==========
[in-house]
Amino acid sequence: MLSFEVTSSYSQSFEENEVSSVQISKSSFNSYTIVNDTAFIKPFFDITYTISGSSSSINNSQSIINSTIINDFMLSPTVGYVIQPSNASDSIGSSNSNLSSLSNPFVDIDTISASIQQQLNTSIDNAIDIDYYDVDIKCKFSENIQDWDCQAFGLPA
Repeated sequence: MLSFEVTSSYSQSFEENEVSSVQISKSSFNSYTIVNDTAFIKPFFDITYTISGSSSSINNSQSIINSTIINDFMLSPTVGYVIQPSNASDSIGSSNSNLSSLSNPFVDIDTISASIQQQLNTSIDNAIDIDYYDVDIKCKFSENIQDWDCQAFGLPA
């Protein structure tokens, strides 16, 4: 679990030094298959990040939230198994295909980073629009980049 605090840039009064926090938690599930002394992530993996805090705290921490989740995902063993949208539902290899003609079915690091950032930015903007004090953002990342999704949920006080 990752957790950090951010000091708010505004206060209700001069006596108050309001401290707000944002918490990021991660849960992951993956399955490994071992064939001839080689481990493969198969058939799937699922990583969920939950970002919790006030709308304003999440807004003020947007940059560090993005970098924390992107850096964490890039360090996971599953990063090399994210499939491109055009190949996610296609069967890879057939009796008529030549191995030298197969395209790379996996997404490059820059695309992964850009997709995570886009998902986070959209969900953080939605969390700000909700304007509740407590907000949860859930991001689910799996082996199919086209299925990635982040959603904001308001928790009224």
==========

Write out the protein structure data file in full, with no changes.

[in-house]
Amino acid sequence: MLSFEVTSSYSQSFEENEVSSVQISKSSFNSYTIVNDTAFIKPFFDITYTISGSSSSINNSQSIINSTIINDFMLSPTVGYVIQPSNASDSIGSSNSNLSSLSNPFVDIDTISASIQQQLNTSIDNAIDIDYYDVDIKCKFSENIQDWDCQAFGLPA
Repeated sequence: MLSFEVTSSYSQSFEENEVSSVQISKSSFNSYTIVNDTAFIKPFFDITYTISGSSSSINNSQSIINSTIINDFMLSPTVGYVIQPSNASDSIGSSNSNLSSLSNPFVDIDTISASIQQQLNTSIDNAIDIDYYDVDIKCKFSENIQDWDCQAFGLPA
């Protein structure tokens, strides 16, 4: 679990030094298959990040939230198994295909980073629009980049 605090840039009064926090938690599930002394992530993996805090705290921490989740995902063993949208539902290899003609079915690091950032930015903007004090953002990342999704949920006080 990752957790950090951010000091708010505004206060209700001069006596108050309001401290707000944002918490990021991660849960992951993956399955490994071992064939001839080689481990493969198969058939799937699922990583969920939950970002919790006030709308304003999440807004003020947007940059560090993005970098924390992107850096964490890039360090996971599953990063090399994210499939491109055009190949996610296609069967890879057939009796008529030549191995030298197969395209790379996996997404490059820059695309992964850009997709995570886009998902986070959209969900953080939605969390700000909700304007509740407590907000949860859930991001689910799996082996199919086209299925990635982040959603904001308001928790009224």